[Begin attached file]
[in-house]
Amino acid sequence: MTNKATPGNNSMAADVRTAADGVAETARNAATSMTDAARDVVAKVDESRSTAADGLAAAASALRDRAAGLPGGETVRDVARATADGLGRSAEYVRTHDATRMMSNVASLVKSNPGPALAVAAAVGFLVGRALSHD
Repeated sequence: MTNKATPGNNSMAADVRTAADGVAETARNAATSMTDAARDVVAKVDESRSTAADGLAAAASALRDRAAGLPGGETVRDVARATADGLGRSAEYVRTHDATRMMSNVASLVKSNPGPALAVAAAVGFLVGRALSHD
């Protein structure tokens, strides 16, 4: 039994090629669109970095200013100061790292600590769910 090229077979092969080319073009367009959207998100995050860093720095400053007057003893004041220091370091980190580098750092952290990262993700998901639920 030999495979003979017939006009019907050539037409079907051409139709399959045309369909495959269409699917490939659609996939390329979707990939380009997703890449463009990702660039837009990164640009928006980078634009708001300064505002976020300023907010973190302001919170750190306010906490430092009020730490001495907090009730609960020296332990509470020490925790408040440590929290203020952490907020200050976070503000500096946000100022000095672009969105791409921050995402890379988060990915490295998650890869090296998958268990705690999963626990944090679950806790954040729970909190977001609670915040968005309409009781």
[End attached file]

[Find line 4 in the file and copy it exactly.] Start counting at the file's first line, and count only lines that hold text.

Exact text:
């Protein structure tokens, strides 16, 4: 039994090629669109970095200013100061790292600590769910 090229077979092969080319073009367009959207998100995050860093720095400053007057003893004041220091370091980190580098750092952290990262993700998901639920 030999495979003979017939006009019907050539037409079907051409139709399959045309369909495959269409699917490939659609996939390329979707990939380009997703890449463009990702660039837009990164640009928006980078634009708001300064505002976020300023907010973190302001919170750190306010906490430092009020730490001495907090009730609960020296332990509470020490925790408040440590929290203020952490907020200050976070503000500096946000100022000095672009969105791409921050995402890379988060990915490295998650890869090296998958268990705690999963626990944090679950806790954040729970909190977001609670915040968005309409009781």